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2 Pet. iii. 15, 16.
Even as our beloved brother Paul also, according
unto the wisdom given unto him, bath written unto you; as also in all his epistles, speaking in them of these things : in which are some things hard to be understood, which they that are unlearned and unstable, wrest, as they do also the other scriptures, to their own destruc
Peter, the writer of this and a former epistle, was of Bethsaida, à town in Galilee. He had a brother, Andrew, who, as St. John relates in his Gospel, first informed him of Jesus and brought him to him. These two brothers, with others of their acquaintance, had been in the number of the disciples of John the Baptist, and were of those Israelites who, at
that time, from their ancient prophecies, looked for the great prophet and saviour whom God had promised to send to them. When John the Baptist, therefore, pointed out Jesus to them as the person to whom a divine testimony had been given, they gladly resorted to him, and in time became fully convinced from his miraculous powers, which they heard and saw displayed, and from his declarations and doctrine, that he was indeed the Christ, the Messiah, whom their nation expected.
At his first coming to him, Jesus changed our apostle's name from Simon to Cephas, or Peter ; 'a thing sometimes done to persons of eminence and designed for important offices; thereby to signify his destination of him to be one of the prime establishers of his religion in the world, the name signifying a stone or rock. Simon Peter was a married man,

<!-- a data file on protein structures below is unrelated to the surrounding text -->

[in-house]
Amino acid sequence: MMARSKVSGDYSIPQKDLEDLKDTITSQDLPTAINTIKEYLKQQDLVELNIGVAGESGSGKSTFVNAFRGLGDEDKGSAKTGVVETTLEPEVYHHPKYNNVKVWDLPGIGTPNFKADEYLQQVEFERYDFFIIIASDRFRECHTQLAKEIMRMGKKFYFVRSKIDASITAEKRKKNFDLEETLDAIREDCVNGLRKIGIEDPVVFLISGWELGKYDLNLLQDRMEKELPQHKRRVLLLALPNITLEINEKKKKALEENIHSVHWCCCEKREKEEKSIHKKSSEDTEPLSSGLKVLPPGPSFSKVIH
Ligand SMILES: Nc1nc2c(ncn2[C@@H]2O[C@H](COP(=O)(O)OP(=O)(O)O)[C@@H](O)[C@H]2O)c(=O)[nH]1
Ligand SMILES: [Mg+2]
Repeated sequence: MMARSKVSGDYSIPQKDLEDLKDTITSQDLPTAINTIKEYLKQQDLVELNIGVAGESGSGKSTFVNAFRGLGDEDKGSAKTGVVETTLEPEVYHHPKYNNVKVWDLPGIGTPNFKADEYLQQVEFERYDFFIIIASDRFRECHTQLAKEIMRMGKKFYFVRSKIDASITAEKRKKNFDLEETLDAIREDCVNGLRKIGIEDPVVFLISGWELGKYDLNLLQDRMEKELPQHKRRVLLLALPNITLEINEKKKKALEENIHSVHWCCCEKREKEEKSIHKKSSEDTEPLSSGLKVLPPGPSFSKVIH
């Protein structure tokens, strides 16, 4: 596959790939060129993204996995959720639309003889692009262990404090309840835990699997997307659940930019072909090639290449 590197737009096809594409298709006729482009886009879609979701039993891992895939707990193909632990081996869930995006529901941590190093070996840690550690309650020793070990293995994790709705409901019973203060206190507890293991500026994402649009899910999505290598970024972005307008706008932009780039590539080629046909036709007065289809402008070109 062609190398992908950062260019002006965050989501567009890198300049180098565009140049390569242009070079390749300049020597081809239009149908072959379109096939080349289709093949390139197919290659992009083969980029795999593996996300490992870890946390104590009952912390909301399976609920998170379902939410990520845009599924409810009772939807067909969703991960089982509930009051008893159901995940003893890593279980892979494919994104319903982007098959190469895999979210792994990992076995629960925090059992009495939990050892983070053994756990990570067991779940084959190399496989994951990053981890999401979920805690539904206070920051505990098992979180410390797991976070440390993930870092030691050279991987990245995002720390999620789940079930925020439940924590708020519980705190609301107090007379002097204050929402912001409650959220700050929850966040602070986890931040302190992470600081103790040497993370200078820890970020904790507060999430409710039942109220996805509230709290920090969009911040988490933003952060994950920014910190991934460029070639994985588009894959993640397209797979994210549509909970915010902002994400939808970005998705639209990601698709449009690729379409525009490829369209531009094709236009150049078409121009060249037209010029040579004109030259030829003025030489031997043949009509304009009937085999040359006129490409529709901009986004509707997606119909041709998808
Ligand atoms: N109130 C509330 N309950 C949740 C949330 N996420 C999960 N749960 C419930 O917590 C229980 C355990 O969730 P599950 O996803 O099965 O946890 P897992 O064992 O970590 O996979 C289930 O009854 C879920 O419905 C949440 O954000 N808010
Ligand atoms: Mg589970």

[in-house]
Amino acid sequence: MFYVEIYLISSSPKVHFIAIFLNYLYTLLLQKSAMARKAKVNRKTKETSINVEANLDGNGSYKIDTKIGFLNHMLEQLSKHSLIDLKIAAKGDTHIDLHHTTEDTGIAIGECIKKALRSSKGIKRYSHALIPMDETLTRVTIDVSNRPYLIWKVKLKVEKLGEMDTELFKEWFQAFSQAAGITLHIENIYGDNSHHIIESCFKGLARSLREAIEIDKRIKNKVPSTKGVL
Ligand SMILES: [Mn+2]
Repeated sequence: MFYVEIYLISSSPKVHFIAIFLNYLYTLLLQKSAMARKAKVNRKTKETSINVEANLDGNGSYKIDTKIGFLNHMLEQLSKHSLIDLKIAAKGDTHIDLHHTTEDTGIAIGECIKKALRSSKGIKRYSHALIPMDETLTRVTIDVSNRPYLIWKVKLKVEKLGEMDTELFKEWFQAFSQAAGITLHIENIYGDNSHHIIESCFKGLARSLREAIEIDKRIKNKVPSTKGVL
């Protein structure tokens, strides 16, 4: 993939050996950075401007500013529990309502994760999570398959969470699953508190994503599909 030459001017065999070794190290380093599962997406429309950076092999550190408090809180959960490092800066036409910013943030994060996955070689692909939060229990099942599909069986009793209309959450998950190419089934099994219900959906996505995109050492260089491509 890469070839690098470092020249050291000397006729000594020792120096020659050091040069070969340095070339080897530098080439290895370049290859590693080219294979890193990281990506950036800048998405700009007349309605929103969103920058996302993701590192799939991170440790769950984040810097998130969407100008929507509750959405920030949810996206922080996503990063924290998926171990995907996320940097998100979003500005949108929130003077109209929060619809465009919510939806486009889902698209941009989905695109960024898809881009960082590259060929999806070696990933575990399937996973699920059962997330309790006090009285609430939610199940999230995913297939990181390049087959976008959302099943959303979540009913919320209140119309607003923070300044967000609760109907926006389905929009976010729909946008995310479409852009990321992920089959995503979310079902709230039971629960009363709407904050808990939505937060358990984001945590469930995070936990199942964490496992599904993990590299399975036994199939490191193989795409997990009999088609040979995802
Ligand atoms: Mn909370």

upon occasion of his marriage may seem to have removed to Capernaum, a large populous city, where lived his wife's family. There our Saviour miraculously healed his wife's mother of a fever, and made Peter's house his home,
when he was in those parts, which was a good part of the time of his public ministry.
It is not necessary to enter here into the well-known history of this eminent person ; bis warm and sanguine temper betrayed him into some rash and very blameable actions ; but they were offences not repeated, but instantly repented of. And it is plain, in the midst of all, that he was a man of serious habitual piety, and of great integrity.
This and the former epistle are the only remaining writings of Peter; and, as far as we know, he never composed any others. The apostles were not men of leisure or learning, but constantly engaged in the dangerous work of preaching the truth and reforming the world: in their situations, the most divine and noble work of all others, and at all times most honourable and useful. But small as the remains of this great apostle are, they are not inferior to any
of the finest books of the New Testament, and are noble monuments of divine wisdom, and of a holy and good mind.
The words I have read to you are near the conclusion of his second epistle. It is not needful to point out their connexion with his